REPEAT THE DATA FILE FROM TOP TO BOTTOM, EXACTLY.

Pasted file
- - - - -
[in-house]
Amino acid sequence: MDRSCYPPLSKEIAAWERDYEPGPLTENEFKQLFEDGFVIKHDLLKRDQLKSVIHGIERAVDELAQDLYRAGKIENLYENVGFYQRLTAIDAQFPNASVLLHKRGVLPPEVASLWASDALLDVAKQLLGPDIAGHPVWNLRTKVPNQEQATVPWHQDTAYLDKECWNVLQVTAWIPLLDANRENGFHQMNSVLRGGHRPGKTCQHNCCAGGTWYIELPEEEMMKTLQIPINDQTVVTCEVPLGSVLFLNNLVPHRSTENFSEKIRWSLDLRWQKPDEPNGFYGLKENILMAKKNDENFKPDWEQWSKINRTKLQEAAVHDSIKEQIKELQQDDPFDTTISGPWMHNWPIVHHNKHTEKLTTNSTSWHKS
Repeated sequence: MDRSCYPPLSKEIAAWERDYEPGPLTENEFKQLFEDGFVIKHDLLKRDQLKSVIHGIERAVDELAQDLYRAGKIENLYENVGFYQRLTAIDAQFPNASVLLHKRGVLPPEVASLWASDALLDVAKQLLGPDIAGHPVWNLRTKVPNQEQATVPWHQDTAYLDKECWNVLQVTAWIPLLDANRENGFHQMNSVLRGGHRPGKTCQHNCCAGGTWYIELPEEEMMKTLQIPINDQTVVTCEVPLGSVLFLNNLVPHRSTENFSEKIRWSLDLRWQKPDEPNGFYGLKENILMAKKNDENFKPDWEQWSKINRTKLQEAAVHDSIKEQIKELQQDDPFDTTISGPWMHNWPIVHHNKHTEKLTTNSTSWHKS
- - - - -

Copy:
[in-house]
Amino acid sequence: MDRSCYPPLSKEIAAWERDYEPGPLTENEFKQLFEDGFVIKHDLLKRDQLKSVIHGIERAVDELAQDLYRAGKIENLYENVGFYQRLTAIDAQFPNASVLLHKRGVLPPEVASLWASDALLDVAKQLLGPDIAGHPVWNLRTKVPNQEQATVPWHQDTAYLDKECWNVLQVTAWIPLLDANRENGFHQMNSVLRGGHRPGKTCQHNCCAGGTWYIELPEEEMMKTLQIPINDQTVVTCEVPLGSVLFLNNLVPHRSTENFSEKIRWSLDLRWQKPDEPNGFYGLKENILMAKKNDENFKPDWEQWSKINRTKLQEAAVHDSIKEQIKELQQDDPFDTTISGPWMHNWPIVHHNKHTEKLTTNSTSWHKS
Repeated sequence: MDRSCYPPLSKEIAAWERDYEPGPLTENEFKQLFEDGFVIKHDLLKRDQLKSVIHGIERAVDELAQDLYRAGKIENLYENVGFYQRLTAIDAQFPNASVLLHKRGVLPPEVASLWASDALLDVAKQLLGPDIAGHPVWNLRTKVPNQEQATVPWHQDTAYLDKECWNVLQVTAWIPLLDANRENGFHQMNSVLRGGHRPGKTCQHNCCAGGTWYIELPEEEMMKTLQIPINDQTVVTCEVPLGSVLFLNNLVPHRSTENFSEKIRWSLDLRWQKPDEPNGFYGLKENILMAKKNDENFKPDWEQWSKINRTKLQEAAVHDSIKEQIKELQQDDPFDTTISGPWMHNWPIVHHNKHTEKLTTNSTSWHKS